Are you someone who PUSHES through life? If so, the odds are in your favor to age well. Most individuals probably wouldn’t think that pushing through life would be conducive to aging well. In fact, when we think of pushing through life, we tend to think of slogging along, day after day in the obligations of our lives.
However, when it is in the context of retirement, the PUSHES are what give our lives meaning and purpose.1 Consider the following:
P – Has a sense of Purpose. The idea of having a purpose in retirement is not contingent on a grandiose plan to invent, create or produce something. It is the overarching sense of having a reason to get out of bed in the morning, having the motivation to make the most of your day. This sense of purpose will certainly evolve over time as your desires and abilities change but it gives meaning to your life.
U- Uses time to participate in activities, helping others, going to events. The pandemic has certainly taught everyone how important it is to be involved in outside activities. Our 2+ year hiatus on “going and doing” has been a struggle for everyone. We benefit from helping others through giving our time, through attending functions with others and by participating in activities we enjoy. Our mental and emotional well-being are impacted greatly when we are active and engaged.
S – Socializes with family and friends. Socialization is a critical component of later life. For those entering retirement, the change in their social groups can be one of the toughest adjustments. We humans are social beings, and therefore finding ways to be engaged with family, friends and with other social groups like faith communities is important. Building a sense of belonging and community with others helps provide support structures and helps individuals know there are others who will help carry the load for each other. Isolation can lead to loneliness and depression, especially if those social connections haven’t been forged while you are still healthy and mobile.
H – Practices Healthy behaviors. It is important to remember that we are each given only one body in this life, and we need to take good care of it. Your daily habits of eating nutritious food, being physically active and being engaged socially will serve you well, even in the event of a chronic illness or disease. None of us know what health issues may come our way, so if we work to keep our bodies in good physical condition, we can hopefully fight off illness and disease better.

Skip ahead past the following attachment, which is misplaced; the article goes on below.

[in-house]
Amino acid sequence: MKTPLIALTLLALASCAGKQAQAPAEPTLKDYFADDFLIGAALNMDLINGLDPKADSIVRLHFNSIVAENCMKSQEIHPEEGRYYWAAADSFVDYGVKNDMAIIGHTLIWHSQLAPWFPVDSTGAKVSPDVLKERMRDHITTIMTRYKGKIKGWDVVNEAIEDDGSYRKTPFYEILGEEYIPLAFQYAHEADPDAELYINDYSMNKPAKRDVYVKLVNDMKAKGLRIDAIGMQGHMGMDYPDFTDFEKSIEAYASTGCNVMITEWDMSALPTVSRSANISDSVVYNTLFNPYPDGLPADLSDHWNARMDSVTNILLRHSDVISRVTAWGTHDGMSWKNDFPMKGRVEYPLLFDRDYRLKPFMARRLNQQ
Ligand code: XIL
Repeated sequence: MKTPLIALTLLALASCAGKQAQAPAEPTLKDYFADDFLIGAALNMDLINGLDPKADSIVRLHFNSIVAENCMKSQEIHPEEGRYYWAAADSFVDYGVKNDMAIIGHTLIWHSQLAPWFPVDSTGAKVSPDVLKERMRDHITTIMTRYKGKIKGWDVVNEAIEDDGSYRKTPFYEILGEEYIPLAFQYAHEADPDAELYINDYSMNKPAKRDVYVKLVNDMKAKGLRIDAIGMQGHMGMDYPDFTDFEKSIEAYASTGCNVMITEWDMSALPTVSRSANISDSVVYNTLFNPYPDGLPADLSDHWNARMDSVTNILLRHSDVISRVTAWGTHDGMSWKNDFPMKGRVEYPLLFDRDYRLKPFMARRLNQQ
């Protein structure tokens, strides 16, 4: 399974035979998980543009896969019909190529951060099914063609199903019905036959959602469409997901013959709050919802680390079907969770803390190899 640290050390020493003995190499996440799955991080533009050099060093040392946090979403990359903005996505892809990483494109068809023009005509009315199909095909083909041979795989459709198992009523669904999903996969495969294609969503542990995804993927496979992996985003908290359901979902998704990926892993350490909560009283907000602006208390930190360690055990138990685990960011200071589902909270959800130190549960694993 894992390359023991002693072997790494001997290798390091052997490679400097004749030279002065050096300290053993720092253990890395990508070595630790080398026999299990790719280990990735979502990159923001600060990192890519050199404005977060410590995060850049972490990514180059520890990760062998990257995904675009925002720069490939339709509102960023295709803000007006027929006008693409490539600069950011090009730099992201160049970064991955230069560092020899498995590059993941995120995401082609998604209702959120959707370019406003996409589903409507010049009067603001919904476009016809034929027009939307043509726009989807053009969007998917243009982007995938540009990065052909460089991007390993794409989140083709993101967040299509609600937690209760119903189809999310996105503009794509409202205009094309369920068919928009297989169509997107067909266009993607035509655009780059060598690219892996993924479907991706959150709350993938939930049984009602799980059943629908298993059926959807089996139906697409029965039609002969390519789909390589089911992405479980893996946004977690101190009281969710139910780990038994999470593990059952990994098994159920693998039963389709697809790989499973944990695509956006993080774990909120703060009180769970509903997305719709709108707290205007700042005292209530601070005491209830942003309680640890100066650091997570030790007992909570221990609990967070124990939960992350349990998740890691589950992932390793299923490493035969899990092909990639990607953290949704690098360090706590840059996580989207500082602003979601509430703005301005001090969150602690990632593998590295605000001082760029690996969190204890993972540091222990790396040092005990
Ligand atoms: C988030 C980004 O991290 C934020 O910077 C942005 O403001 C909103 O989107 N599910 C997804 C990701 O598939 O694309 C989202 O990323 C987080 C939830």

E – Experiences gratitude. If you can retire from a career and have adequate income to meet your ongoing financial obligations, these are reasons to be grateful. While it is easy to be discouraged or impatient with the world around you, living your life from an attitude of gratitude is good for both your mental and emotional health.
S – Focuses on Strengths and abilities. It can be easy to get discouraged as we age and lose some abilities, or when a health setback prompts major changes to our routines. However, those with the ability to refocus on continuing strengths and adaptive behavioral changes, will fare better and have a more positive outlook on life. Rather than focusing on losses, find ways to adjust your viewpoint. As an example, for those tennis players whose knees are no longer allowing daily matches, many are finding pickleball to be an engaging, less physically taxing alternative.
As advisors, when discussing an impending retirement with a client, we naturally look first to confirm the financial independence they need to step away from employment income. Once that has been confirmed, the discussion quickly shifts to how things will change in retirement and how to properly prepare for those changes. The above considerations are part of our discussions with clients about what they are retiring to, what’s next. These non-financial discussions can really make a difference in helping have a high level of life satisfaction in your later years. If you’d like to investigate what “retiring to something” looks like, contact your advisor to set up a time to discuss.
1PNAS.org, Vol. 116, No. 4, Leading a Meaningful Life at Older Ages, January 22,2019, Volume 8, Article 517226; Frontiers in Medicine, fostering Well-being in the Elderly, April 2021, The Gerontologist Vol. 53, No. 6, 939-949; Perceptions of Successful Aging Among Diverse Elders with Late-Life Disability, December 11, 2012.